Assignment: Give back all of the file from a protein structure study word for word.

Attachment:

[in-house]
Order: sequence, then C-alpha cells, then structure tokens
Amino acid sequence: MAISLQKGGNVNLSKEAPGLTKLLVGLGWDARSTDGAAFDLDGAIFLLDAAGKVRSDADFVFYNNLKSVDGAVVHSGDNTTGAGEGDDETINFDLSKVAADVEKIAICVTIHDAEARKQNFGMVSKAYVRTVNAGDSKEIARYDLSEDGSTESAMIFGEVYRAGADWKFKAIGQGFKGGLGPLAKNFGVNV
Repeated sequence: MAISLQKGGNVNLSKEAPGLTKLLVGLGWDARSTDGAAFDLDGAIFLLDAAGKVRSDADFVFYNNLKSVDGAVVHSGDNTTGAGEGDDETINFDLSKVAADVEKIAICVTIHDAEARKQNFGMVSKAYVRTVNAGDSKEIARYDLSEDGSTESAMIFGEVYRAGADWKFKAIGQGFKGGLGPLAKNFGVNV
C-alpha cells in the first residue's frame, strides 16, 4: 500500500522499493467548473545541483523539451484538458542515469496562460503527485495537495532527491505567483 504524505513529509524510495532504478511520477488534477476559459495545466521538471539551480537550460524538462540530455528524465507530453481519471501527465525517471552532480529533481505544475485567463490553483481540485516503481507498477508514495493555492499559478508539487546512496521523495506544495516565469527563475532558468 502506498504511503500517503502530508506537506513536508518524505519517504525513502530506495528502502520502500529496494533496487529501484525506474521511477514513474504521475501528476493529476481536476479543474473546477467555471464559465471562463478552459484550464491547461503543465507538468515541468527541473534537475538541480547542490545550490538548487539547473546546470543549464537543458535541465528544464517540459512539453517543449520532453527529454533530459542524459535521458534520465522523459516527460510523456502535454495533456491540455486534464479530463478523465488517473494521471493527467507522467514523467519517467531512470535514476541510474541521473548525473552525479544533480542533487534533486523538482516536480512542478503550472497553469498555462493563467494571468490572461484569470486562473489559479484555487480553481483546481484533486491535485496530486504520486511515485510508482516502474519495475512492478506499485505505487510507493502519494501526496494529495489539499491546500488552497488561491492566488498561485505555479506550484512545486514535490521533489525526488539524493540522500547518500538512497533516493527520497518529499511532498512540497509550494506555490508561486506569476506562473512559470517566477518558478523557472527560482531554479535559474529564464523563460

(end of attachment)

[in-house]
Order: sequence, then C-alpha cells, then structure tokens
Amino acid sequence: MAISLQKGGNVNLSKEAPGLTKLLVGLGWDARSTDGAAFDLDGAIFLLDAAGKVRSDADFVFYNNLKSVDGAVVHSGDNTTGAGEGDDETINFDLSKVAADVEKIAICVTIHDAEARKQNFGMVSKAYVRTVNAGDSKEIARYDLSEDGSTESAMIFGEVYRAGADWKFKAIGQGFKGGLGPLAKNFGVNV
Repeated sequence: MAISLQKGGNVNLSKEAPGLTKLLVGLGWDARSTDGAAFDLDGAIFLLDAAGKVRSDADFVFYNNLKSVDGAVVHSGDNTTGAGEGDDETINFDLSKVAADVEKIAICVTIHDAEARKQNFGMVSKAYVRTVNAGDSKEIARYDLSEDGSTESAMIFGEVYRAGADWKFKAIGQGFKGGLGPLAKNFGVNV
C-alpha cells in the first residue's frame, strides 16, 4: 500500500522499493467548473545541483523539451484538458542515469496562460503527485495537495532527491505567483 504524505513529509524510495532504478511520477488534477476559459495545466521538471539551480537550460524538462540530455528524465507530453481519471501527465525517471552532480529533481505544475485567463490553483481540485516503481507498477508514495493555492499559478508539487546512496521523495506544495516565469527563475532558468 502506498504511503500517503502530508506537506513536508518524505519517504525513502530506495528502502520502500529496494533496487529501484525506474521511477514513474504521475501528476493529476481536476479543474473546477467555471464559465471562463478552459484550464491547461503543465507538468515541468527541473534537475538541480547542490545550490538548487539547473546546470543549464537543458535541465528544464517540459512539453517543449520532453527529454533530459542524459535521458534520465522523459516527460510523456502535454495533456491540455486534464479530463478523465488517473494521471493527467507522467514523467519517467531512470535514476541510474541521473548525473552525479544533480542533487534533486523538482516536480512542478503550472497553469498555462493563467494571468490572461484569470486562473489559479484555487480553481483546481484533486491535485496530486504520486511515485510508482516502474519495475512492478506499485505505487510507493502519494501526496494529495489539499491546500488552497488561491492566488498561485505555479506550484512545486514535490521533489525526488539524493540522500547518500538512497533516493527520497518529499511532498512540497509550494506555490508561486506569476506562473512559470517566477518558478523557472527560482531554479535559474529564464523563460